The Chepang are an indigenous
Tibeto-Burman people group numbering
around fifty-two thousand mainly inhabiting the rugged ridges of the
Mahabharat mountain range of central Nepal.
Over the past two or three generations, the Chepang have begun to
slowly shift from a semi-nomadic (slash-and-burn) lifestyle to a more
settled way of life, relying increasingly upon the production of
permanent fields of maize, millet and bananas. The severe topography,
however, has made permanent farming difficult (and usually
insufficient), and the forest has remained an important (although
decreasingly so) source of food for the Chepang. Historically, the
collection of wild yams and tubers, fish caught from nearby rivers,
bats and wild birds, and periodically wild deer hunted from nearby
forests, have supplemented their need for carbohydrates and protein.
With increasing populations, lack of arable land and few irrigation
options, malnutrition has been a historic problem for the Chepang
despite forest supplements. The Chepang have often been characterized
as the poorest of Nepal’s poor. Forced teenage pregnancies are
common. Chepang men and women are basically egalitarian and no social
ranking exists as it does in caste Nepalese society. Many Chepang
cannot read and write due to a lack of education beyond elementary
school, and this illiteracy stands in contrast to the great gains
Nepal has been making in reducing illiteracy. According to the 2001
Nepal Census, there are 52,237 Chepang in the country, of which 67.63%
were Hindu, 23.38% were Buddhists, 7.49% were Christians, and 1.25%
others. They are mostly located in Dhading District, Chitwan
District, Gorkha District, Makwanpur District, and Tanahu District.
3 2015 earthquake and political crisis
4 External links
The Chepangs themselves follow Animism, although they are strongly
influenced by both
Hinduism and Buddhism, which came from the Tamangs
just north of them. They observe all the
Hindu festivals of Dashain,
Tihar and Sakrantis besides their own tribal festival Nwagi or
Chhonam, which is performed on a Tuesday during third week of Bhadra
(some day in August and September). Chhonam is the auspicious day for
eating a new crop. Before the celebration of this festival, eating
certain agricultural products is prohibited.
In the 5th National Gathering of Chepang, 2004, it was stated they
practiced Prakriti (Nature), with ancestor worship as most important.
They worship many deities including Bhumi, Aita Bare, Gaidu, Namrung
etc. (earth deity) etc. They also observe other different festivals
like, Maghe Sakranti, Saune Sakranti, Dashain, Tihar.
The language is also known as Chepang but is called Chyo-bang by the
people themselves. Some
Bahun Chettri castes call these people the
"Praja" meaning "political subjects". The people speak 3 different
dialects of this
Tibeto-Burman language that is closely related to
Raute and Raji, two undocumented languages spoken in western Nepal.
Chepang language is one of the few languages which uses a duodecimal
(base 12) counting system rather than the decimal (base 10).
2015 earthquake and political crisis
Chepang are among the most vulnerable due to the combination of April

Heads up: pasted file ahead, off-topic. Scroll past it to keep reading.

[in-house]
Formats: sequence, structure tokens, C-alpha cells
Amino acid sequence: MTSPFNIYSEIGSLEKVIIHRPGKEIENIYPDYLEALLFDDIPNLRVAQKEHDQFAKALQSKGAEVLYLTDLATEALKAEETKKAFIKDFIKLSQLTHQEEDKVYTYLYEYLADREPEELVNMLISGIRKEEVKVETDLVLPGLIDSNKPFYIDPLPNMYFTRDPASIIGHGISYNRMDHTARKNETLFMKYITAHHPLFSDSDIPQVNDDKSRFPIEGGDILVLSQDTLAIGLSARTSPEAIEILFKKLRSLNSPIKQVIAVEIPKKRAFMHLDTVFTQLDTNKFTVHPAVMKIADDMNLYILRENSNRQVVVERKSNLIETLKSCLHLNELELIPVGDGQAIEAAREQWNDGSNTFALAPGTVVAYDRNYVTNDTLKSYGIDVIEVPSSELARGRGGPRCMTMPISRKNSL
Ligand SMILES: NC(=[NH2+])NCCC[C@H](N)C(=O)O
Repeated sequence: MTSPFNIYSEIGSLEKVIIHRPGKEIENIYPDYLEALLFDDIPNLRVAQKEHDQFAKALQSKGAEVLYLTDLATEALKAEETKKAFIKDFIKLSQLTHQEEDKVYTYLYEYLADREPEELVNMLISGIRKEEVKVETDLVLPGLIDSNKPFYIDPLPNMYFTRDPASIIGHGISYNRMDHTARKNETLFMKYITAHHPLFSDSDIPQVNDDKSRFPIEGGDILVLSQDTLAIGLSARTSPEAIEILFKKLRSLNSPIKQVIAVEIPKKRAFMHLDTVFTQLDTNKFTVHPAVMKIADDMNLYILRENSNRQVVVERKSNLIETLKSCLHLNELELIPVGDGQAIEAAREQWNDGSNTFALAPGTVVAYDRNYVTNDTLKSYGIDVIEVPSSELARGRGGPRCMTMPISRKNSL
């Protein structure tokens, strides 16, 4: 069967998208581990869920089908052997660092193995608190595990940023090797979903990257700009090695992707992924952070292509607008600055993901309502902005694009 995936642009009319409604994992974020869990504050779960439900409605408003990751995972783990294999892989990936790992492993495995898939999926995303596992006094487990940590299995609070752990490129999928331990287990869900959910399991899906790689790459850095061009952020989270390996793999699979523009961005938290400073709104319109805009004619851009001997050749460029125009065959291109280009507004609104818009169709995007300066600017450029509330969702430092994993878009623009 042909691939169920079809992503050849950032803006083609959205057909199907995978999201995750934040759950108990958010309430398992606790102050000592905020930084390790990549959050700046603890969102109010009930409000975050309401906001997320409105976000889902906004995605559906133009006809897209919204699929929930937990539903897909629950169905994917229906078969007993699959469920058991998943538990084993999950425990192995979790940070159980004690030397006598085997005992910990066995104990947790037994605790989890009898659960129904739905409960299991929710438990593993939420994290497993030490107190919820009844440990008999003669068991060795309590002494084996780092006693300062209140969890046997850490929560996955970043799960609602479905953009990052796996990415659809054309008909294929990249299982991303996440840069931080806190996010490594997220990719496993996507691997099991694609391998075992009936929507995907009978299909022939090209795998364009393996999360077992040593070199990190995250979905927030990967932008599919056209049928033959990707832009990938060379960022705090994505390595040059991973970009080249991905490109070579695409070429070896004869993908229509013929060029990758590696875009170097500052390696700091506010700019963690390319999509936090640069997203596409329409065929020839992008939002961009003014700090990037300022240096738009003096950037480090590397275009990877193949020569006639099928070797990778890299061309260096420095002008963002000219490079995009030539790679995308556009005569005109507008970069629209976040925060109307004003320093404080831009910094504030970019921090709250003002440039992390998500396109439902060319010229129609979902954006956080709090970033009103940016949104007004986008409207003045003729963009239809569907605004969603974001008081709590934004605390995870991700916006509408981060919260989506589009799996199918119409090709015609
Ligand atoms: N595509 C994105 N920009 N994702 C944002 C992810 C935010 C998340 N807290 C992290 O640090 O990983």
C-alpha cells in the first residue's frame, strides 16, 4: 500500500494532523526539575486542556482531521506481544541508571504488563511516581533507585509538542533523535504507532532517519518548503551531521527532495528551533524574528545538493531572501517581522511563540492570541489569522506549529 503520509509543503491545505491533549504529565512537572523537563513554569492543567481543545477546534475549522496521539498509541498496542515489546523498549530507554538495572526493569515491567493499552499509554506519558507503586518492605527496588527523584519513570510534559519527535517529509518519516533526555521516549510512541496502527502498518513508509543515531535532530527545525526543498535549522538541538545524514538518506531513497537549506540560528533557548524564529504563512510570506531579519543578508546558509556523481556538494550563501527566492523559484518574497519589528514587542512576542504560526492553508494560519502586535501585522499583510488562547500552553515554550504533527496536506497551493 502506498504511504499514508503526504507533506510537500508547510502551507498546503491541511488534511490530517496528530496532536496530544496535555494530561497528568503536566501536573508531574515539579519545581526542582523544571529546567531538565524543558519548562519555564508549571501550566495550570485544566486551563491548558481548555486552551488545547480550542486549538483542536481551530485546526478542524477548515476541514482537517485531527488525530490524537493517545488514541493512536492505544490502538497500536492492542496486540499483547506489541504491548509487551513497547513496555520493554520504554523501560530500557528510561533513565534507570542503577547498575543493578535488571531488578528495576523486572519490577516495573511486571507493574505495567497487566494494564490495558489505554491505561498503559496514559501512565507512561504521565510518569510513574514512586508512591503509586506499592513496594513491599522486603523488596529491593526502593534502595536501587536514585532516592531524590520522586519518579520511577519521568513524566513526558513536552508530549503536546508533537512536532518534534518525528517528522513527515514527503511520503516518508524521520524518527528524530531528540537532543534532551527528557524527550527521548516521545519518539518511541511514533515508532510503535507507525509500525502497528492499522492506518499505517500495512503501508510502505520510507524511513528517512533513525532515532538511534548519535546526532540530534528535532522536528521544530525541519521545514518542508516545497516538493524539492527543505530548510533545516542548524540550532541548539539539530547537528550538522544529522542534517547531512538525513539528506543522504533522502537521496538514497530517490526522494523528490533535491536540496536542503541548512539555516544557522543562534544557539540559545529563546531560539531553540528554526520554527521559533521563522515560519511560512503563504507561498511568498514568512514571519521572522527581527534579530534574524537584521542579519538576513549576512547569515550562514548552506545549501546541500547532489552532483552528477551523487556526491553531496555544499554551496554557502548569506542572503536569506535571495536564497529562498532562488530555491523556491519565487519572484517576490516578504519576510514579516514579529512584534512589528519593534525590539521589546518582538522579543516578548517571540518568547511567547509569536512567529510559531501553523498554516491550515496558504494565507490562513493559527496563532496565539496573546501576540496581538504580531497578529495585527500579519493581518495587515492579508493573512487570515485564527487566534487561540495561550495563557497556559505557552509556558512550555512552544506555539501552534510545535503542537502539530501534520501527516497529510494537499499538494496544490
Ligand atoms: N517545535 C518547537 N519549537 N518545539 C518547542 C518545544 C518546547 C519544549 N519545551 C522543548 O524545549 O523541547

Nepal earthquake and 2015
Nepal blockade. More than 50 per cent
of the people killed were from marginalised communities ranked low in
Human Development Index
Human Development Index (HDI). Chepang communities were already
suffering from severe malnutrition before the blockade, along with
the Tamang. Due to historic discrimination and neglect and remote
communities, Chepang have suffered discrimination even at the hands of
the Nepali Food Corporation in charge of emergency food
distribution. Social activist KP Kiran Sharma said Chepangs
compulsorily eat rice during Dashain, where meat is often eaten by
more wealthy groups, but they are unlikely to afford even rice this
year (2015). Hence they are among the most vulnerable ethnic groups
facing potential population bottleneck in the winter of 2015/16
despite their already small numbers. The
Nepal Red Cross has stepped
in providing them with relief when left to rot by the government, in
turn, opportunistically converting them to Christianity.
Chepangs in Lothhar fight cold with donated clothes (photo feature)
The Chepang Language - Linguistics research and language documentation
^ 2011 Census,
^ a b Beine, Caughley and Shrestha. 2012. Chepang Then and Now: Life
and Change Among the Chepang of Nepal. Blurb Books.
^  Archived February 24, 2012, at the Wayback Machine.
^ a b c http://nnem.org/?p=336
^ a b
^ a b
Ethnic groups in
Nepal by by language family
Nepalese Central Tibetic
Lhomi (Sing Saapa)
Sunuwar and Rai
Lama clan (Tamang)
Over 25 distinct castes, major being Shresthas, Chathariya, Jyapu,
Rajopadhyaya Brahmins, Chitrakar, Khadgi, Manandhar,
Dhobi, Pode, Ranjitkar, Mali, etc.
of a distinct origin
Kisan of Oraon Sadri
Other peoples (M, D, i)
Dudh and Dhelki Khadiya/Bankariya
Mountain people (Buddhist/Animism)
Hill people (Eastern Paharis and Newars, Hindu/Buddhist)
Kirati (East, mostly Mundhum/Buddhist)
Terai (Madhesi, Tharu, Danuwar and Dhimal) (Lowland)
Nepali Muslim (South)
About one third of
Madhesi people are of Indian ancestry while the
other two thirds are indigenous.